And if this was any other action RPG, those details would be tertiary at best. But NieR Replicant was directed by Yoko Taro, the eccentric director who seems to treat the trappings of a genre more as a means of pulling the rug out from under players rather than engage directly. This is the same director that got Platinum Games, a studio renowned for extremely stylized and satisfying hack-and-slash combat, and had them make a game where the player figures out the countless mooks they were slicing through with gorgeous acrobatic skill had families, wants, and desires that were cut short for cheap spectacle.

A large golem made out of cubes threatening the player
Yeah, it's impressive at first, then it just becomes boring once you fight it four more times.

It's an attitude that has branded Yoko Taro's games as nihilistic, treating its own players with disdain. On the surface, NieR Replicant is no different. This is an RPG full of side quests that do nothing other than waste your time with busywork, or highlight characters that learn nothing from the hero's input or perspective. The game has multiple endings but forces you to repeat entire swaths of content over and over again to the point of numbing any satisfaction in the core combat. Finally, there's a prevailing atmosphere of post-trauma anxiety where society is constantly on the edge of collapsing and everyone is desperately clinging to their own wants before everything breaks down. These games can't help but be seen as outwardly antagonistic towards its very audience with these elements in play.

Taken on its own, this bleak perspective sours and hollows out the small addition of the remake's Episode Mermaid chapter. This is essentially a filler mission where several minor characters you run into are murdered by a monster taking the form of a little girl, then dramatized through a dark retelling of Hans Christian Anderson's The Little Mermaid. It's a sad and melodramatic addition that adds maybe two additional hours of content all together. Even when given a new set piece of fighting a large kraken monster with stylish combat, this persistent feeling of “why even bother” permeates the air.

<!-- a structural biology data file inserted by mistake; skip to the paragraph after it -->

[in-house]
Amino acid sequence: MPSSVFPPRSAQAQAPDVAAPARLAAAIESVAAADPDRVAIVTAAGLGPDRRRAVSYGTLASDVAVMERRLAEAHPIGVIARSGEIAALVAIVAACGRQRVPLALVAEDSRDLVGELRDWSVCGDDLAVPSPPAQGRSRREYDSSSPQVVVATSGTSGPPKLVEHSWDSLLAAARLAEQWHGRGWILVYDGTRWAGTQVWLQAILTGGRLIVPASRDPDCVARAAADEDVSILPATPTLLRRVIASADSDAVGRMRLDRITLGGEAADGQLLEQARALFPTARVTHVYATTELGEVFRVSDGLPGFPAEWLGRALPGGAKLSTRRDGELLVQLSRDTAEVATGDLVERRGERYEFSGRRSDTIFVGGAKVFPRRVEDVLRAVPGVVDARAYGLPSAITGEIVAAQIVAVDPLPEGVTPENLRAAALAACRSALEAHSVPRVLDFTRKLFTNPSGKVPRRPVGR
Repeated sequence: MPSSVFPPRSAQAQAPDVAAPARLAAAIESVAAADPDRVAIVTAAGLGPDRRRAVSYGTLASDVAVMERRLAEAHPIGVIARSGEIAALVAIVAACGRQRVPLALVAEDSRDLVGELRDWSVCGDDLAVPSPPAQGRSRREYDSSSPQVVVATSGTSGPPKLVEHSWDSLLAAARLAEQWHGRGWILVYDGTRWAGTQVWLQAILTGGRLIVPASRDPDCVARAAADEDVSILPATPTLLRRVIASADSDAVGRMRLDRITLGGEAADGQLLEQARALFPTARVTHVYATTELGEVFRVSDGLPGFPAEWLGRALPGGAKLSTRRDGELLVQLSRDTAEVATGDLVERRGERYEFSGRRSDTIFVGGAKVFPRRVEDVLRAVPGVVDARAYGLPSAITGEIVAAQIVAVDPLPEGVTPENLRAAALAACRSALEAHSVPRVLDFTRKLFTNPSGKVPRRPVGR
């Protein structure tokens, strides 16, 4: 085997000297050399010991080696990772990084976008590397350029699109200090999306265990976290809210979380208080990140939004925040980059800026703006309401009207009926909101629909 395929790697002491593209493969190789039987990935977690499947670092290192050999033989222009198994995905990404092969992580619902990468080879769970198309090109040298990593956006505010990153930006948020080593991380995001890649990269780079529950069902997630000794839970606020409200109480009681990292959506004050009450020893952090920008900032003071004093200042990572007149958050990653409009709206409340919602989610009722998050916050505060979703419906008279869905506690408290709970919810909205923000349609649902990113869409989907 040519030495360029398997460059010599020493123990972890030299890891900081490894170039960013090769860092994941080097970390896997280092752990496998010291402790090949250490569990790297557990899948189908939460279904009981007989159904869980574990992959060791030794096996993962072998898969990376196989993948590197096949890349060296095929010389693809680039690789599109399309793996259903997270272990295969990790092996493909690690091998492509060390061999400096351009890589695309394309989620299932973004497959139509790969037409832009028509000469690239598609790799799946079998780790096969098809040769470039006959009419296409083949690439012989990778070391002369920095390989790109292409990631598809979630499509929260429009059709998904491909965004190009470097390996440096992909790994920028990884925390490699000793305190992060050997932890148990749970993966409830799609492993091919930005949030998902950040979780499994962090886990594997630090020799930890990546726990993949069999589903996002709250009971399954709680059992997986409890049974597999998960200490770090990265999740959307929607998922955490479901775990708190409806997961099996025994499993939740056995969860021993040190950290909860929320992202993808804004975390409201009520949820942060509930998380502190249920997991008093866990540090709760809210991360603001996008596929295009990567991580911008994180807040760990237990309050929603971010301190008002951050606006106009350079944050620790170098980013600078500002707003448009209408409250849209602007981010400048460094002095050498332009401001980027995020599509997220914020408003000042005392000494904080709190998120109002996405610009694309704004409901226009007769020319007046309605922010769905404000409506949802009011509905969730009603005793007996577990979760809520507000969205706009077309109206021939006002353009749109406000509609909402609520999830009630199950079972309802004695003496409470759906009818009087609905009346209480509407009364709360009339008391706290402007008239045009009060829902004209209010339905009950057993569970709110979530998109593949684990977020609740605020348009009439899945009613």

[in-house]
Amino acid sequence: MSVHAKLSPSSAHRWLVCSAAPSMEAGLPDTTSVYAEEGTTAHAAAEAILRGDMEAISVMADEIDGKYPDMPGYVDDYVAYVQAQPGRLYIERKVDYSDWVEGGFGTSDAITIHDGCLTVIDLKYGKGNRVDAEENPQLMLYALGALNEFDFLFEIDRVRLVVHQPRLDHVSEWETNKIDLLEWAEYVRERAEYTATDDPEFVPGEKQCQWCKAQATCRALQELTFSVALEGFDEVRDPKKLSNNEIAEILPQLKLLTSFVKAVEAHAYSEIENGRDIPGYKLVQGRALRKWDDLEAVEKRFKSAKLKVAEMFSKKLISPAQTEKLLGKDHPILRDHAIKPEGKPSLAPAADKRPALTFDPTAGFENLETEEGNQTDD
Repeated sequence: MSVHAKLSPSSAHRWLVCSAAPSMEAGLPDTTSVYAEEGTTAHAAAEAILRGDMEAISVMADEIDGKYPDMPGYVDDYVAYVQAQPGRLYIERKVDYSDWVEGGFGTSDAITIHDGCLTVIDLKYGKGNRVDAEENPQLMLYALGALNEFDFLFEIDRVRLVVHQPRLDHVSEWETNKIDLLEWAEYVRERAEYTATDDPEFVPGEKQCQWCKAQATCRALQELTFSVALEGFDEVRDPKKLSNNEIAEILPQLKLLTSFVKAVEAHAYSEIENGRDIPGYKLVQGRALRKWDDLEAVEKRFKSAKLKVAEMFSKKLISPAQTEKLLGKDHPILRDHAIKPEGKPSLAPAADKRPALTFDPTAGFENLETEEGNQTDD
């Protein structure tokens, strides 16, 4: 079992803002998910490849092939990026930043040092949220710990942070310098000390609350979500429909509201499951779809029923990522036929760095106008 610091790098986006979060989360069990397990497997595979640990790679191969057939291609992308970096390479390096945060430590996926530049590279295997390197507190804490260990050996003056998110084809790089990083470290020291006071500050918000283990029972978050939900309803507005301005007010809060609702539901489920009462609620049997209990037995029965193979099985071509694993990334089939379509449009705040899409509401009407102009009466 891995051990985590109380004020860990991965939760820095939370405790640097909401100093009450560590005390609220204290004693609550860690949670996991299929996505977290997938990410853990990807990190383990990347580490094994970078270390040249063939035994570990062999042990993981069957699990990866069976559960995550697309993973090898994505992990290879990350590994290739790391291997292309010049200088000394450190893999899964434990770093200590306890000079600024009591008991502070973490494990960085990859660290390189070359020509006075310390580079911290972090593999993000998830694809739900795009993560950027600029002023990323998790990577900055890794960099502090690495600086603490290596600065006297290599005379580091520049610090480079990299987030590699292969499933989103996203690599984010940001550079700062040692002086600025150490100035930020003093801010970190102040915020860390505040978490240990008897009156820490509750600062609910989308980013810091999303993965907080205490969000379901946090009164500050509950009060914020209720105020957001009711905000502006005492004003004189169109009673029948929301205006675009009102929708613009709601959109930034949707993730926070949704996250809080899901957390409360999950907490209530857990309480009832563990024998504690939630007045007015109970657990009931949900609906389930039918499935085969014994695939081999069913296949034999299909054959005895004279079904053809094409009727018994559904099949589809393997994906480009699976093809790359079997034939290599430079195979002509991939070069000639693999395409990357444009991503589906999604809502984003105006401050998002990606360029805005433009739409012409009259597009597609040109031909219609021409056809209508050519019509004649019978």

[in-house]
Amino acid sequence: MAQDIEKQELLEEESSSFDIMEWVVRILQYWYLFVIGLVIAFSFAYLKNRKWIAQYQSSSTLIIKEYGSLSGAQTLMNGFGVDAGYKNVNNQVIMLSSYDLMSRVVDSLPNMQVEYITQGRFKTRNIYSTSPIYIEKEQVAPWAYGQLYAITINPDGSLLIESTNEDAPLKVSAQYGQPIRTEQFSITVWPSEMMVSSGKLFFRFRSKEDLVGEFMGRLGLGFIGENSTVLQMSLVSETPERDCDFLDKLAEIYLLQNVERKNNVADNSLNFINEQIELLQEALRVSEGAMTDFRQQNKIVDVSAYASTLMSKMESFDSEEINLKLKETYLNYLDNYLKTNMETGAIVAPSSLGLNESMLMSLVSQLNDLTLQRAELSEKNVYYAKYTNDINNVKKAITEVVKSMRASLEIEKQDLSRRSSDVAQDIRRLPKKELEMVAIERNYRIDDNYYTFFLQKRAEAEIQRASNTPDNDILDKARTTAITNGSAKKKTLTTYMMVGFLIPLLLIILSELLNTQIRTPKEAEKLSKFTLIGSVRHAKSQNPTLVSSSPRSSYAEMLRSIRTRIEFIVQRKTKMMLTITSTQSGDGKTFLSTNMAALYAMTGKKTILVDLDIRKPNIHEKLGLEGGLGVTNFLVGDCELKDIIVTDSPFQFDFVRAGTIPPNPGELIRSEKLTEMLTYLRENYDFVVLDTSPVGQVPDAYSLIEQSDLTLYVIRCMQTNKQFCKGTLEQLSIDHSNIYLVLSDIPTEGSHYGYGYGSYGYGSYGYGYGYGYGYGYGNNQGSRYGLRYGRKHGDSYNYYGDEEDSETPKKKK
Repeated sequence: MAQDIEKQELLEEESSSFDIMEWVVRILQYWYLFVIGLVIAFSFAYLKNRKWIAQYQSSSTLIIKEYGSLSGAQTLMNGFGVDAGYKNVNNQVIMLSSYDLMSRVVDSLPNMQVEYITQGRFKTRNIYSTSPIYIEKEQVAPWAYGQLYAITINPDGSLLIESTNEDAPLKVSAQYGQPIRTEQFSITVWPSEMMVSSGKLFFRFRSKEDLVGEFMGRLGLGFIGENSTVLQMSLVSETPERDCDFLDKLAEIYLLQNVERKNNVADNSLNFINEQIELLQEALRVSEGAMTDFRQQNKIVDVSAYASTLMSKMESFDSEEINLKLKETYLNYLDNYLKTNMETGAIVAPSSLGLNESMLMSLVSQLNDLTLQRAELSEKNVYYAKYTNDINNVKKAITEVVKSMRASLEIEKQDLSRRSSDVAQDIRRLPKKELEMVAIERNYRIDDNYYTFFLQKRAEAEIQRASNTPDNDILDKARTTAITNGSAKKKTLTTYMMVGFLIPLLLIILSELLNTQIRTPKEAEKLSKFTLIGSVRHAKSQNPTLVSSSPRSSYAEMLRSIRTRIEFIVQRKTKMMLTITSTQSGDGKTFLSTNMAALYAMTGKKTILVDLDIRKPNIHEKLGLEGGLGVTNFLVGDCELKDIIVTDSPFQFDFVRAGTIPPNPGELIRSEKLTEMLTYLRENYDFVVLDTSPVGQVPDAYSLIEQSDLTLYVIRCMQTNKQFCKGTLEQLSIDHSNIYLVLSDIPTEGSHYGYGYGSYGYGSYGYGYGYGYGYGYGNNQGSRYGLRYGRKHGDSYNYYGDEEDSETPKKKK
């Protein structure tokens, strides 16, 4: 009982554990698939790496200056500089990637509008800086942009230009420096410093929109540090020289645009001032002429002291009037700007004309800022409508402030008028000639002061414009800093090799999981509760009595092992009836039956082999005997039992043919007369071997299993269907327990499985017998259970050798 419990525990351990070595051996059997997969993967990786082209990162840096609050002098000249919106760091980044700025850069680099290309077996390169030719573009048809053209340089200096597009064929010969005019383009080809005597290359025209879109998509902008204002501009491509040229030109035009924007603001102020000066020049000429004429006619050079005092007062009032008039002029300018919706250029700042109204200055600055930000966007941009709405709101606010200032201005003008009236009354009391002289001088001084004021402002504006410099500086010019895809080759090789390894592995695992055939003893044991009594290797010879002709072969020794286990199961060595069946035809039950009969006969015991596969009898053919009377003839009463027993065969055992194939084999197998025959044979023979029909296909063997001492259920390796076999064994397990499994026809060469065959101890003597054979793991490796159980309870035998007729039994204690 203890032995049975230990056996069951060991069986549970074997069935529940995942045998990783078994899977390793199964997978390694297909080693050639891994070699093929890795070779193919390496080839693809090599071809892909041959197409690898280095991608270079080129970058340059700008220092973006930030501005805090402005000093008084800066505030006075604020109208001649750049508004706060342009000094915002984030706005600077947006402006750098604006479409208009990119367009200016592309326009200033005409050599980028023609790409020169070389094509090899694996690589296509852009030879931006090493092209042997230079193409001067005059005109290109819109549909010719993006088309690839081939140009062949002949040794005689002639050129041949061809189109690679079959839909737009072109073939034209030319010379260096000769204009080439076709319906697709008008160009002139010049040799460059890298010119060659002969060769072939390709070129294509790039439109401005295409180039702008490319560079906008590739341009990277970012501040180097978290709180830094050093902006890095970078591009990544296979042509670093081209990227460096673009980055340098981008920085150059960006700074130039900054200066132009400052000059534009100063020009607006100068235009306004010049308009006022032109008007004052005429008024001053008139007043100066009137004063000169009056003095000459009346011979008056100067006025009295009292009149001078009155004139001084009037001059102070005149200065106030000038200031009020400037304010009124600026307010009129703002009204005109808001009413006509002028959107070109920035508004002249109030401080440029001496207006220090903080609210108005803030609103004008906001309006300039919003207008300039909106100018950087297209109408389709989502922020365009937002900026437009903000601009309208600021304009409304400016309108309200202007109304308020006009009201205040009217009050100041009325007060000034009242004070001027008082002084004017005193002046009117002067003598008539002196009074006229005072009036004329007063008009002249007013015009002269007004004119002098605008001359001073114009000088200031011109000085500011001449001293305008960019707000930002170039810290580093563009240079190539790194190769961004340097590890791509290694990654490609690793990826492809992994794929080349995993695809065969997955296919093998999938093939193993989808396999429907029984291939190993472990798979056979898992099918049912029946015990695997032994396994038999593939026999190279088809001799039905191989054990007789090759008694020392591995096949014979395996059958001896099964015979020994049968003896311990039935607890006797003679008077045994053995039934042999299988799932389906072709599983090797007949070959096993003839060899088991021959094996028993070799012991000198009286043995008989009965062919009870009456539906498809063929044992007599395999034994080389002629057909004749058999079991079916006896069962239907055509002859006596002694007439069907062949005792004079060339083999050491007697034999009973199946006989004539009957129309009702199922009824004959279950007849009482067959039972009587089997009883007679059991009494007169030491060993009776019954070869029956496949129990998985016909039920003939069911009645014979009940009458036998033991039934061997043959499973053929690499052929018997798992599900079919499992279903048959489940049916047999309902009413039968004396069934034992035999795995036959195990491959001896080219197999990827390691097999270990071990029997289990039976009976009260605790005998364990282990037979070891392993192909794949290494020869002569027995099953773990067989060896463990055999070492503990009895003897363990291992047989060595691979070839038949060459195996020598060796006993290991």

A still slide from Yoko Taro's GDC Talk about Game Design
Taken straight from Taro's presentation and it is so on point.

But this design philosophy is intentional. Speaking in a GDC talk in 2014, Yoko Taro mentions that the core gameplay loop: the combat, the side missions, the weapons and magic spells, etc., are not the focus of his games, but how the characters and players are affected by the very turns in the story. Taken within this context, the restoration of queer coding to Kaine and Emil turns them into vastly sympathetic and even aspirational characters. Despite Kaine already being a subversion of the warrior woman in lingerie stereotype—here framed as an inhumane monster, she still comforts characters seen as different. It shows a tenderness and compassion that rings more true when contrasted with the world's bleakness—that is, as long as you ignore a certain tone-deaf achievement. Emil has an even more passionate lift in this regard. He starts as an innocent child locked away from the world for being different, and he ends up becoming even more alien as the story progresses. Yet when he expresses feelings for the main hero, it is not grounds for derision or even used for a joke.